|Publication number||US4656941 A|
|Application number||US 06/659,980|
|Publication date||Apr 14, 1987|
|Filing date||Oct 12, 1984|
|Priority date||Jun 25, 1979|
|Publication number||06659980, 659980, US 4656941 A, US 4656941A, US-A-4656941, US4656941 A, US4656941A|
|Inventors||Yakoy Z. Brovman|
|Original Assignee||Harris Graphics Corporation|
|Export Citation||BiBTeX, EndNote, RefMan|
|Patent Citations (5), Non-Patent Citations (4), Referenced by (21), Classifications (5), Legal Events (12)|
|External Links: USPTO, USPTO Assignment, Espacenet|
This is a continuation of application Ser. No. 051,930, filed June 25, 1979, now abandoned.
This invention relates to a method for presetting a machine, such as a printing press, which produces multiple copies of a product which are judged as to acceptability at least in part by subjective operator evaluation.
This invention has application to any machine or process wherein an objective standard may be used initially in presetting the machine, and wherein the machine output can thereafter be varied or adjusted in accordance with a subjective determination by its operator.
A typical example is in the setting of each of the ink fountains on a printing press. Each fountain is provided with a plurality of keys all of which are adjusted prior to printing to meter the amount of ink flowing onto the printing plate. In manually operated presses, the pressman will first scan visually the printing plate and estimate the amount of ink needed within each of the sections controlled by the keys of the ink fountain. There are other systems, wherein an optical scanner is used to scan a printing plate to determine the amount of ink needed within certain narrow sections of the printing plate, and that information is then processed to set automatically the corresponding keys of each fountain.
Many modern day presses are provided with electromechanical means for setting the keys from a remote location, and also transducers for indicating each key position at a remote location, for example, on a television screen. Also, means may be provided to record the information from the optical scanner regarding the percentage of coverage on the printing plate for each key position. Key position and other press information deemed by the pressman to represent the best printing quality is recorded so that if the printing run were interrupted, for whatever reason, that information could then be recalled and used to preset the machine when printing is resumed using those same plates.
Previously, the keys of the fountain were preset either according to the judgment of the pressman or by automatic means as described above. Once these initial adjustments were made, the press was then started, and further adjustments made to the fountains, and other systems, such as to compensate for registration of various colors, water fountains, etc., to improve the quality of the output until it achieved acceptable quality, known as "save" quality. As the press continued to run, still further fine adjustments were made by the pressman until, usually after several hours of running, a quality of printing of high grade results, known as "OK" quality. It is the "OK" quality settings that are recorded for later use should the printing operation be interrupted, for example by a priority printing job, during the middle of a run.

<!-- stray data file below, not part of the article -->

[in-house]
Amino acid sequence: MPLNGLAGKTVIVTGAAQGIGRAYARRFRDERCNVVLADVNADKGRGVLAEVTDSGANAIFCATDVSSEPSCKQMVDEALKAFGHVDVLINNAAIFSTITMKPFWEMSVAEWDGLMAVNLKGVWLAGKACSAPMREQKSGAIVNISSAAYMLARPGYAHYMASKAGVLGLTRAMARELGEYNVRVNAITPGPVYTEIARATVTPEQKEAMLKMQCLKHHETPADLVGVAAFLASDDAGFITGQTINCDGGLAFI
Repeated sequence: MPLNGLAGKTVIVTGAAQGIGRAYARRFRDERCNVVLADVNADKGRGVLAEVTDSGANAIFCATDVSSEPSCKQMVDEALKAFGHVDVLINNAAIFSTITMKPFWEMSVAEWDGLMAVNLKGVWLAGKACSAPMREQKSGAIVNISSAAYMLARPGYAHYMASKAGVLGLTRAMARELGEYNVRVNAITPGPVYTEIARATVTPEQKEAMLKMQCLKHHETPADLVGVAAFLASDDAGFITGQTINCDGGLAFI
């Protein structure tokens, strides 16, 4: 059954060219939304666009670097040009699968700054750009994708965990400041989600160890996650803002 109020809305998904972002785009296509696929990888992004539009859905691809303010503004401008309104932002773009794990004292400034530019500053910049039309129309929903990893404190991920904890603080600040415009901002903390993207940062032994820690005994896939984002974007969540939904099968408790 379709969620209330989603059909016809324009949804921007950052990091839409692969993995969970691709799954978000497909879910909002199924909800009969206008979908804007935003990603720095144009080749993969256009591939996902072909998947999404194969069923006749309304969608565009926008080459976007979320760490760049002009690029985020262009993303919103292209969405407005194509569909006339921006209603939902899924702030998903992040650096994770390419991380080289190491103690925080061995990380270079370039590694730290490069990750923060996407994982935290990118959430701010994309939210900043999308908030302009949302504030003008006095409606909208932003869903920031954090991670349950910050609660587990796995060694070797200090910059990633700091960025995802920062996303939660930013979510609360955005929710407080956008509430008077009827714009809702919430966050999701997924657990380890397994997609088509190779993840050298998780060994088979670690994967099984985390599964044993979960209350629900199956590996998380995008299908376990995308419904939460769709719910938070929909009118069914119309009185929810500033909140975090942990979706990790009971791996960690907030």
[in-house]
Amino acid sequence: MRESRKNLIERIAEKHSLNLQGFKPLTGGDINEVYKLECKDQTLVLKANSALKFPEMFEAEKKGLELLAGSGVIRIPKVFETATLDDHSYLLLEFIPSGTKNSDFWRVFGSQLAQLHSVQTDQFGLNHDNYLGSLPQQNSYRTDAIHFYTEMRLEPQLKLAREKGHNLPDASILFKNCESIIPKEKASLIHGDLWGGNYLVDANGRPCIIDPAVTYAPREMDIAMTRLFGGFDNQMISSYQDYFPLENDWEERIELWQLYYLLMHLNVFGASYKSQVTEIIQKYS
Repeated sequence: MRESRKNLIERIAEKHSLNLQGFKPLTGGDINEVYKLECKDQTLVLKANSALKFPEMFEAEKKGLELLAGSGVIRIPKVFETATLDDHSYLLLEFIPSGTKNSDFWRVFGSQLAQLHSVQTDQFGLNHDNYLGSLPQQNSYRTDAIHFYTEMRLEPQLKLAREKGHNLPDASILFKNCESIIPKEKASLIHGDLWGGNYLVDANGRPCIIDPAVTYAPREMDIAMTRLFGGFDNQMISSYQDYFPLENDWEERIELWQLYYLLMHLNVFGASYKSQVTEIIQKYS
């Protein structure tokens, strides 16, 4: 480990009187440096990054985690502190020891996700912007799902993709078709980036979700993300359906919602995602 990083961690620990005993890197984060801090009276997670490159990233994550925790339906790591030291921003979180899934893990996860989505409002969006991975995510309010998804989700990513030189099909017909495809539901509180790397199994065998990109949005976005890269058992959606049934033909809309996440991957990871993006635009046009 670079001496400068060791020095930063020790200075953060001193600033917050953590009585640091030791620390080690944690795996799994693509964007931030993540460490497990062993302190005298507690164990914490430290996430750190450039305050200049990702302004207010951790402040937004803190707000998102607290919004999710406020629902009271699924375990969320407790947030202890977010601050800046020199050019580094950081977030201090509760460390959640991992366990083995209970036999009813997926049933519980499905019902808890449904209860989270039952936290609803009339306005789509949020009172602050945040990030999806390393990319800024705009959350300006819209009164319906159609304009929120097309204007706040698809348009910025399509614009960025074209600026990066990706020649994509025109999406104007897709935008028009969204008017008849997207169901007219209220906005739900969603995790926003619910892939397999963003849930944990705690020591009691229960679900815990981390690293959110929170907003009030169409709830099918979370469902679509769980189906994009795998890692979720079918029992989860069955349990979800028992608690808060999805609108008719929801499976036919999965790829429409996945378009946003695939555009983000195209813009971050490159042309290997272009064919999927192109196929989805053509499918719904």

It is the purpose of this invention to utilize the pressman's previous subjective judgments as a means for modifying the objective information obtained from the optical scanning of a print plate to generate key setting information which will result in acceptable quality printing as early in the press run as possible.
In this invention, information from a plurality of previously completed jobs, including data obtained from an objective source and data obtained from a subjective source, are analyzed and compared to provide parameters which thereafter are used in setting machine functions in response to subsequently obtained objective data.
Specifically, the objective data, such as the amount of coverage as determined by the optical scanner, for each of the elements to be controlled, such as keys, is analyzed mathematically, and a Fourier analysis is made to derive amplitude information for a plurality of harmonics sufficient to represent accurately the relationship between the objective data and the element to be controlled.
Similarly, the subjective data, such as setting as determined by the pressman for the "OK" condition, for each of the machine elements to be controlled, such as keys, is also analyzed mathematically and represented by a plurality of amplitude values for a sufficient number of harmonics to represent accurately the above mentioned relationship.
This analysis is accomplished for a number of previous jobs on a particular machine, preferably with the same operator, sufficiently large that the information derived from this analysis is statistically valid.
In presetting the ink fountains of printing presses, it has been found that an analysis of only the first four harmonics of the above information will provide accurate information. Preferably, the average or zero harmonic is taken, and the sine and cosine functions of the first, second, third and fourth harmonics analyzed.